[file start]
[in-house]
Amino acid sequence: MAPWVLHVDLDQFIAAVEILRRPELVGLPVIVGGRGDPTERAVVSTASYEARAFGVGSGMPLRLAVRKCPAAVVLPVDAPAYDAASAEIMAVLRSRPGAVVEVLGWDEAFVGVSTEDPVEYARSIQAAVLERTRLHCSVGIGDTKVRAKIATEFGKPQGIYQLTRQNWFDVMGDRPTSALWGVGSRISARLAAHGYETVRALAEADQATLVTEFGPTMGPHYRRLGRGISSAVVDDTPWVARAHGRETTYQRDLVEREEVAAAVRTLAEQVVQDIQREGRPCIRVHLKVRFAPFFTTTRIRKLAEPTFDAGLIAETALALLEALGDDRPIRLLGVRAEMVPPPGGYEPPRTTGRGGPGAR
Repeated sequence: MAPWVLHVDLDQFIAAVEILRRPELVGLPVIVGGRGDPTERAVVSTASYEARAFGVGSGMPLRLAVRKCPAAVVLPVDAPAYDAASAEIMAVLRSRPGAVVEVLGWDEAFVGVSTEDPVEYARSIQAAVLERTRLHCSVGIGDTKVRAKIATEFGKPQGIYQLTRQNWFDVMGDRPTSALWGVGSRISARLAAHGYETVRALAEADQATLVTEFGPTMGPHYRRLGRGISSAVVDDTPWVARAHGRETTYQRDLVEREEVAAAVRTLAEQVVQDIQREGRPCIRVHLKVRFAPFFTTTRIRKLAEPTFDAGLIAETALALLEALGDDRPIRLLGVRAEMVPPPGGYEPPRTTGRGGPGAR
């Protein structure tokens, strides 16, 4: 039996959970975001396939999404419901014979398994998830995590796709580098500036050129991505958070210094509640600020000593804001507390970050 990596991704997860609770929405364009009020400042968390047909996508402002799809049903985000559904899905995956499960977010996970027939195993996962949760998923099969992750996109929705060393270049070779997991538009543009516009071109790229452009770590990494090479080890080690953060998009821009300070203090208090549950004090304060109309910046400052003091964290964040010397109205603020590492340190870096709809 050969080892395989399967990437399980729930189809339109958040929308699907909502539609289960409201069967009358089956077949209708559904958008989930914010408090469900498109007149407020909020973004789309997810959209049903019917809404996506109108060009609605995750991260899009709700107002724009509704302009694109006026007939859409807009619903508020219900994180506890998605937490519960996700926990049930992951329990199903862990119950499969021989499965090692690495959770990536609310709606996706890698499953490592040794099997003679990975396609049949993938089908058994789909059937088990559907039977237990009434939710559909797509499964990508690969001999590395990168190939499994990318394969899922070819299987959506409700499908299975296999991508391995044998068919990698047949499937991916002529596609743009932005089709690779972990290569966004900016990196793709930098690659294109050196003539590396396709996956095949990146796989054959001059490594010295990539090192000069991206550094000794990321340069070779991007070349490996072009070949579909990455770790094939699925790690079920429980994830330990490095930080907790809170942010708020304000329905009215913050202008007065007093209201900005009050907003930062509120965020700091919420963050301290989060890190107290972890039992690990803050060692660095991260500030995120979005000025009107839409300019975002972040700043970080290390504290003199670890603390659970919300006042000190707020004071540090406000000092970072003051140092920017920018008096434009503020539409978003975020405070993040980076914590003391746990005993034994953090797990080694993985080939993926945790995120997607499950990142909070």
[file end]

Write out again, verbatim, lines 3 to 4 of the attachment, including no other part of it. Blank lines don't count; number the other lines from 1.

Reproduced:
Repeated sequence: MAPWVLHVDLDQFIAAVEILRRPELVGLPVIVGGRGDPTERAVVSTASYEARAFGVGSGMPLRLAVRKCPAAVVLPVDAPAYDAASAEIMAVLRSRPGAVVEVLGWDEAFVGVSTEDPVEYARSIQAAVLERTRLHCSVGIGDTKVRAKIATEFGKPQGIYQLTRQNWFDVMGDRPTSALWGVGSRISARLAAHGYETVRALAEADQATLVTEFGPTMGPHYRRLGRGISSAVVDDTPWVARAHGRETTYQRDLVEREEVAAAVRTLAEQVVQDIQREGRPCIRVHLKVRFAPFFTTTRIRKLAEPTFDAGLIAETALALLEALGDDRPIRLLGVRAEMVPPPGGYEPPRTTGRGGPGAR
């Protein structure tokens, strides 16, 4: 039996959970975001396939999404419901014979398994998830995590796709580098500036050129991505958070210094509640600020000593804001507390970050 990596991704997860609770929405364009009020400042968390047909996508402002799809049903985000559904899905995956499960977010996970027939195993996962949760998923099969992750996109929705060393270049070779997991538009543009516009071109790229452009770590990494090479080890080690953060998009821009300070203090208090549950004090304060109309910046400052003091964290964040010397109205603020590492340190870096709809 050969080892395989399967990437399980729930189809339109958040929308699907909502539609289960409201069967009358089956077949209708559904958008989930914010408090469900498109007149407020909020973004789309997810959209049903019917809404996506109108060009609605995750991260899009709700107002724009509704302009694109006026007939859409807009619903508020219900994180506890998605937490519960996700926990049930992951329990199903862990119950499969021989499965090692690495959770990536609310709606996706890698499953490592040794099997003679990975396609049949993938089908058994789909059937088990559907039977237990009434939710559909797509499964990508690969001999590395990168190939499994990318394969899922070819299987959506409700499908299975296999991508391995044998068919990698047949499937991916002529596609743009932005089709690779972990290569966004900016990196793709930098690659294109050196003539590396396709996956095949990146796989054959001059490594010295990539090192000069991206550094000794990321340069070779991007070349490996072009070949579909990455770790094939699925790690079920429980994830330990490095930080907790809170942010708020304000329905009215913050202008007065007093209201900005009050907003930062509120965020700091919420963050301290989060890190107290972890039992690990803050060692660095991260500030995120979005000025009107839409300019975002972040700043970080290390504290003199670890603390659970919300006042000190707020004071540090406000000092970072003051140092920017920018008096434009503020539409978003975020405070993040980076914590003391746990005993034994953090797990080694993985080939993926945790995120997607499950990142909070």